This rough-in inspection creates the starting point for an interesting discussion. The concern for receptacles at countertops in residential occupancies is based on the fact that a modern kitchen now has a variety of cord- and plug-connected appliances. The Code mandates receptacle outlets be installed so that “no point along the wall is more than 600 mm (24 in.) measured horizontally from a receptacle outlet.” But as you can clearly see in the photo, there are no outlet boxes installed on the wall directly behind the full length of this large kitchen window. So one might assume this is clearly a violation of NEC requirements. But does this really constitute a Code violation? I would rule it does not.
First, the rule of part (C)(4) in 210.52 indicates that sinks essentially break countertops into separate pieces. In addition, the rule given in the Exception to 210.52(C)(1) says, “Receptacle outlets shall not be required on a wall directly behind a range, counter-mounted cooking unit or sink in the installation described in Figure 210.52(C)(1).” However, in a backward fashion, this Exception would require a receptacle behind the sink area if the amount of counter space located directly behind the sink was as described in the Figure. So the key question for us here is, “Does this Exception apply to the installation shown in the photo?” I say no, for two reasons.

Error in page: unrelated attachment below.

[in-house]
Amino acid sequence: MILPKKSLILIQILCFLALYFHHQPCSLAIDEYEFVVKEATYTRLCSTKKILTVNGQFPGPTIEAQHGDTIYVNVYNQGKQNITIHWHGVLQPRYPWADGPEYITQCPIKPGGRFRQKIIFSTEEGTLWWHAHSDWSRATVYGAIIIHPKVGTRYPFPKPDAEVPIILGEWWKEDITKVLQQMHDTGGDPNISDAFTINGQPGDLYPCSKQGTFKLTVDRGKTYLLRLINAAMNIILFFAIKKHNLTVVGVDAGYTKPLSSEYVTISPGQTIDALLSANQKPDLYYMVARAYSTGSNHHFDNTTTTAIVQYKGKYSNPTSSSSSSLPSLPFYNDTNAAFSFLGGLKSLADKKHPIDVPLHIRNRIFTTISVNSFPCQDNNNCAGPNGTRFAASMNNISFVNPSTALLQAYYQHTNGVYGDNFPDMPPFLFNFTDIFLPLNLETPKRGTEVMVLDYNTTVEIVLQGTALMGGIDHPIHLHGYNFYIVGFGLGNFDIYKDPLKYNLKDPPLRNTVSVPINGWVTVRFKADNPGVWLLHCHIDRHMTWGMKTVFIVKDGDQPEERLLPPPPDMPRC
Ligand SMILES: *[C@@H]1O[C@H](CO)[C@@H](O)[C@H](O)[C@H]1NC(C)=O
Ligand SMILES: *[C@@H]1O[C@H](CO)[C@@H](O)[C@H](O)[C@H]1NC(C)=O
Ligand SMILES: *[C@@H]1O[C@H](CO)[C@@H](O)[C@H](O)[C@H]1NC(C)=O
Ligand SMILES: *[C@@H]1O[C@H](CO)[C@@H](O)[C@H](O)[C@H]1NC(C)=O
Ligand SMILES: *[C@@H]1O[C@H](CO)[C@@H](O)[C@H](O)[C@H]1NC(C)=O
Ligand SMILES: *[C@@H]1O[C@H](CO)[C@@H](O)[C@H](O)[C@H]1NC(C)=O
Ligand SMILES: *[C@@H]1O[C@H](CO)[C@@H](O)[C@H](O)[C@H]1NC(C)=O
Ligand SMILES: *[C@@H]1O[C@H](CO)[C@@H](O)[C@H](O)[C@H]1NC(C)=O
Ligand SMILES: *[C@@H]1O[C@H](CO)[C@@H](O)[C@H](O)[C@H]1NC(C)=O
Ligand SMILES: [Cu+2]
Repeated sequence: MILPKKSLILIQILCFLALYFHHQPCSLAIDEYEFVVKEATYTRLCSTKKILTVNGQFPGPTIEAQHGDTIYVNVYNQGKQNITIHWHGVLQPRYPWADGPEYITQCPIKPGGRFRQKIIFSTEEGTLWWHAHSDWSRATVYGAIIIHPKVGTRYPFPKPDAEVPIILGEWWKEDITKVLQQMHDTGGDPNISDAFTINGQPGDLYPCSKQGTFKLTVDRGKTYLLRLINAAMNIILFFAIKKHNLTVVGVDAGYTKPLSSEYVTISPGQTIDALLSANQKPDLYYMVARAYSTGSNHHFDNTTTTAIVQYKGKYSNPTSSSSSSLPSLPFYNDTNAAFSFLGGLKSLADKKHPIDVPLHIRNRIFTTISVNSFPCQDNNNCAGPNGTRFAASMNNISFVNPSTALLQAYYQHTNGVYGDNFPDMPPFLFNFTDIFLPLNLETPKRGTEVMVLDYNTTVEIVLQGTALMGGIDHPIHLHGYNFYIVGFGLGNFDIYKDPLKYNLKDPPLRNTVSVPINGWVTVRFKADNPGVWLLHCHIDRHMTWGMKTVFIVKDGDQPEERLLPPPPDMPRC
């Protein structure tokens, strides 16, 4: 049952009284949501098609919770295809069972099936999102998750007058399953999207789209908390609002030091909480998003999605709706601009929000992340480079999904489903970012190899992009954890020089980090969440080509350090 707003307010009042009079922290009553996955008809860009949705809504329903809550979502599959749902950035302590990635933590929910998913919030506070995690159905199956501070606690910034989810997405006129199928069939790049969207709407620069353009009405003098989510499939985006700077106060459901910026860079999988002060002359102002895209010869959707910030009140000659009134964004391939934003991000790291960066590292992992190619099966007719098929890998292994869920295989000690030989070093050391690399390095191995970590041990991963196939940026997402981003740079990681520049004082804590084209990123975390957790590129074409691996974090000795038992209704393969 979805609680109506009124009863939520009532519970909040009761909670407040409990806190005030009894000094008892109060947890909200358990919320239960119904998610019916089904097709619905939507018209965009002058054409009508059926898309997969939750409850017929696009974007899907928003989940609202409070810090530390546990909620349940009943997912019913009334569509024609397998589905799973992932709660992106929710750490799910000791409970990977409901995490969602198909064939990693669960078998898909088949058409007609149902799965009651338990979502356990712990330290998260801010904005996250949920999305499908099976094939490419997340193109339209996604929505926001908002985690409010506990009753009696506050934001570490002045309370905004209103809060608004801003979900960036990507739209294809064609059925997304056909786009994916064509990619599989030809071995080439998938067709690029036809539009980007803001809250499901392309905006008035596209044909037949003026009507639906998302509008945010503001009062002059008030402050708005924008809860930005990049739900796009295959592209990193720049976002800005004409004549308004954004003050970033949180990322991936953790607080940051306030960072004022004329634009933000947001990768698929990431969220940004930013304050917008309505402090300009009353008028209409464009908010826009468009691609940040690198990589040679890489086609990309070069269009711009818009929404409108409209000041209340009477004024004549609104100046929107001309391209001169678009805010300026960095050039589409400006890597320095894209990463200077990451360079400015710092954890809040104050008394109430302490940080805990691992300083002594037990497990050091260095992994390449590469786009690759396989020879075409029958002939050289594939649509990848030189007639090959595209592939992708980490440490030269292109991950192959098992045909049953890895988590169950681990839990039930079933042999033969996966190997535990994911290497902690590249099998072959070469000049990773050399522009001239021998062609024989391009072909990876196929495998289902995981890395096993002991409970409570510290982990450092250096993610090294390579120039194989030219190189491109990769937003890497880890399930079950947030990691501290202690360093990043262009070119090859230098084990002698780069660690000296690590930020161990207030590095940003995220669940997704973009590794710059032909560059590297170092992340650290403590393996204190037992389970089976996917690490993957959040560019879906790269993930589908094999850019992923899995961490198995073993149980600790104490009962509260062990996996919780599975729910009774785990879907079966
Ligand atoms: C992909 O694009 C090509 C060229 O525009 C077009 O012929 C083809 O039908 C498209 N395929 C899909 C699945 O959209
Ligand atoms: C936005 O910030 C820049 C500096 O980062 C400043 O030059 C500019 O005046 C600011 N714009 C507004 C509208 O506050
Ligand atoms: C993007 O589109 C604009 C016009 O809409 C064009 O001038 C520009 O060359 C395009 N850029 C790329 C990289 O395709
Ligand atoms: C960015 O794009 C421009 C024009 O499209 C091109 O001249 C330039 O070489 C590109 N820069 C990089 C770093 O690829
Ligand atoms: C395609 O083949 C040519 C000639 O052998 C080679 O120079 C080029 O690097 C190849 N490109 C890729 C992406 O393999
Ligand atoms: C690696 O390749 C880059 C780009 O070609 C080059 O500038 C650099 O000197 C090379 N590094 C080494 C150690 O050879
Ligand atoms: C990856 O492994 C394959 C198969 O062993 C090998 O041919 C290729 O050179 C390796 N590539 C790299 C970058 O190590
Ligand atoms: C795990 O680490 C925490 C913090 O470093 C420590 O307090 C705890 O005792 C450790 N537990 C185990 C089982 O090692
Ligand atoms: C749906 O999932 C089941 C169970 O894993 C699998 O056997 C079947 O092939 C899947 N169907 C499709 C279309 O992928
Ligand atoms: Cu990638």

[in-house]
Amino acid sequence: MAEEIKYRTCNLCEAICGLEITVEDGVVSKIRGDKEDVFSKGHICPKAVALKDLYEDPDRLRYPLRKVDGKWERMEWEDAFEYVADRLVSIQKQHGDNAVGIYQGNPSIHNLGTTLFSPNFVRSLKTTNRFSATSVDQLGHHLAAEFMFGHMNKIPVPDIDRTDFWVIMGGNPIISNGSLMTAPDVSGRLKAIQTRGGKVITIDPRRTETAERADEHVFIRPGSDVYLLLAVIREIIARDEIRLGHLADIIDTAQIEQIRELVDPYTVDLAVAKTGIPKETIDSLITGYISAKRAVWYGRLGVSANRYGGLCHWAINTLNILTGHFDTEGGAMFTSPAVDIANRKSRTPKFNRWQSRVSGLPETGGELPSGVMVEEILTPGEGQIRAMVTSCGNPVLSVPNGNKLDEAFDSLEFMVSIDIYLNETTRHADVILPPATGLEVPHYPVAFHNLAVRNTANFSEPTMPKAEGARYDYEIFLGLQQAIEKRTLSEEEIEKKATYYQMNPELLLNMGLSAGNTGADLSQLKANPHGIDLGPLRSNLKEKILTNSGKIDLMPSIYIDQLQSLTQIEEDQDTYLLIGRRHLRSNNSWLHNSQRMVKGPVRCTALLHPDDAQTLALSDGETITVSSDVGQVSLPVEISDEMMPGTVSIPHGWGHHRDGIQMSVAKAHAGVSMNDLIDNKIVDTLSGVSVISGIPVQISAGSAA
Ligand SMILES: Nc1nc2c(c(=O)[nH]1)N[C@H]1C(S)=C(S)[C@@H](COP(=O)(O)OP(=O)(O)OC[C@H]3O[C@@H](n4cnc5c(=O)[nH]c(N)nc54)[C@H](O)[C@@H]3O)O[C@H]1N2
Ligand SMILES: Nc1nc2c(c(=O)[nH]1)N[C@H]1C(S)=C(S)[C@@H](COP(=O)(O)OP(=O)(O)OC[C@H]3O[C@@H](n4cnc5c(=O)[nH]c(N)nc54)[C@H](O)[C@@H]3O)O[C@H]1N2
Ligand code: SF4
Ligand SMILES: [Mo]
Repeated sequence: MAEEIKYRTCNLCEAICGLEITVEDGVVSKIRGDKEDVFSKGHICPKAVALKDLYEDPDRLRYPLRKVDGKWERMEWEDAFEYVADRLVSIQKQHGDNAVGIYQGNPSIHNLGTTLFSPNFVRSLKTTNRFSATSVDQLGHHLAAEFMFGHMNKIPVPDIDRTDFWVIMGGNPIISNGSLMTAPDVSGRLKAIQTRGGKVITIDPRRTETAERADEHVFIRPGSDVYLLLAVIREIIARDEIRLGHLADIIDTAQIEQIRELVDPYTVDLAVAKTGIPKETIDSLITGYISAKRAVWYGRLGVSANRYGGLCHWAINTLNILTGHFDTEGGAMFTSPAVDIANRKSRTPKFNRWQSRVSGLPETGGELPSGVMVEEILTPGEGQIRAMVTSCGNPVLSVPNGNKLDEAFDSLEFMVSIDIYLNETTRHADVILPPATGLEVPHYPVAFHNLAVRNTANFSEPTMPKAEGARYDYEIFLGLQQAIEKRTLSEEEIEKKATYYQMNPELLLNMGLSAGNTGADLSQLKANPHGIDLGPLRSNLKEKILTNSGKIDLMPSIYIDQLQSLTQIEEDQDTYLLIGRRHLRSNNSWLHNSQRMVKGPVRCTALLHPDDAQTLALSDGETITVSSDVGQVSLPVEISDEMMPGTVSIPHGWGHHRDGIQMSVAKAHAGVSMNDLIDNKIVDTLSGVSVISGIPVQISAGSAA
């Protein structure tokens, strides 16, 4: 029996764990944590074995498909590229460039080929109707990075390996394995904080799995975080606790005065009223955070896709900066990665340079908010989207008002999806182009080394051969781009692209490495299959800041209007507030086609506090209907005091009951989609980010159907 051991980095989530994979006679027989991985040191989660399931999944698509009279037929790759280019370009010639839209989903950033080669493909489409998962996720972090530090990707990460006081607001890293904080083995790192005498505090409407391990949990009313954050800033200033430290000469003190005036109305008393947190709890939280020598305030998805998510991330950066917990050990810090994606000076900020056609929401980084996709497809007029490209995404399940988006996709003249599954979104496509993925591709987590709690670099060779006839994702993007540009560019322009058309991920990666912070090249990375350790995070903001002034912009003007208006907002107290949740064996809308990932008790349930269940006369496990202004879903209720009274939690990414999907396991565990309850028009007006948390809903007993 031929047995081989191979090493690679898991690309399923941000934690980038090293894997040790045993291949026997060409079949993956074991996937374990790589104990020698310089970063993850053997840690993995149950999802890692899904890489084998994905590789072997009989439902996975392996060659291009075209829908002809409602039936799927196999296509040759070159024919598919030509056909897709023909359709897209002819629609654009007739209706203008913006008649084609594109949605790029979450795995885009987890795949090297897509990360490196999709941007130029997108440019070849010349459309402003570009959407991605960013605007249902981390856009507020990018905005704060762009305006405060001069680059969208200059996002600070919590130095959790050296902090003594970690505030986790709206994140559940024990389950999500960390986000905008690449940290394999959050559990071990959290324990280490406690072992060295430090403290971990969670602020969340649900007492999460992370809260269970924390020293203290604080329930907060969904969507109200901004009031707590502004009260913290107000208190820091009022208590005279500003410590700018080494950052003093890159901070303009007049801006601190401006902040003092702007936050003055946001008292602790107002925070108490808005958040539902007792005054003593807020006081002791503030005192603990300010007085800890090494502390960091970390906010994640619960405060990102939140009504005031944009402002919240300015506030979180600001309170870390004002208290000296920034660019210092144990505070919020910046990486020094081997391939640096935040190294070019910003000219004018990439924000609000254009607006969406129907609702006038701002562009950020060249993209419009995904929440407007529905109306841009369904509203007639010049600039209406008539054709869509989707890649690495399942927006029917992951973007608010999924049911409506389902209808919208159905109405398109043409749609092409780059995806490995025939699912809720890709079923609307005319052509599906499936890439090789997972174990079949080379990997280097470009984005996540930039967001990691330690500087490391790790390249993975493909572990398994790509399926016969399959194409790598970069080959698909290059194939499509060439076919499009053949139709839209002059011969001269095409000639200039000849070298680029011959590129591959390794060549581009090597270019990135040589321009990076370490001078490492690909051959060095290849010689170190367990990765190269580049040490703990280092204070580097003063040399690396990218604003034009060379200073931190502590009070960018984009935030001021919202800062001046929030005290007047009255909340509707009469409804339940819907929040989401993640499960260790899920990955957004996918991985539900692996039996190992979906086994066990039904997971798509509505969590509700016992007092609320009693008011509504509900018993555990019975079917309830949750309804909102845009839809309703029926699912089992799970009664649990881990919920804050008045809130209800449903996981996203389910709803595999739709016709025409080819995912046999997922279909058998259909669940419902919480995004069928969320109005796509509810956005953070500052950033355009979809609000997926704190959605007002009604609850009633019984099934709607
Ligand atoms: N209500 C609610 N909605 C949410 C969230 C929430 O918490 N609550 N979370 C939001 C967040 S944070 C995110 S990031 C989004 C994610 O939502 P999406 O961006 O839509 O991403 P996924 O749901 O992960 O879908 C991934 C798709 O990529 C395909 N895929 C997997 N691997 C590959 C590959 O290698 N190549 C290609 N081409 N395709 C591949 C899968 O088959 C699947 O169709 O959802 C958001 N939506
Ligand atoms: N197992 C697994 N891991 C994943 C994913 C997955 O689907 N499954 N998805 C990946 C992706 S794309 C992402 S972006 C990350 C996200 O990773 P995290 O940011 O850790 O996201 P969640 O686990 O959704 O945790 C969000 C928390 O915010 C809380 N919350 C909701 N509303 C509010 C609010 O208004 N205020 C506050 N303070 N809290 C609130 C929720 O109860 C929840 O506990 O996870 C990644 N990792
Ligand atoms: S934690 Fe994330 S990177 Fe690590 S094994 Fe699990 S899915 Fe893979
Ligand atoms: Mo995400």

First, the basic rule and the Exception to 210.52(C)(1) refer to installation of receptacle outlets in the “wall counter space.” Because there is no “wall” directly behind the sink, it seems that this installation would be excluded from the need for an outlet there. Second, even though the bay window's ledge may end up being greater than the 12-in. or 18-in. distance specified in the Exception to 210.52(C)(1), the window's ledge is not actually considered counter space. Because the rules in this part of 210.52 apply to countertops — and the final installation won't have counter space that is greater than the 12-in. or 18-in. criteria specified in the Exception — it seems reasonable to conclude this is not one of those instances where an outlet would be required behind the sink.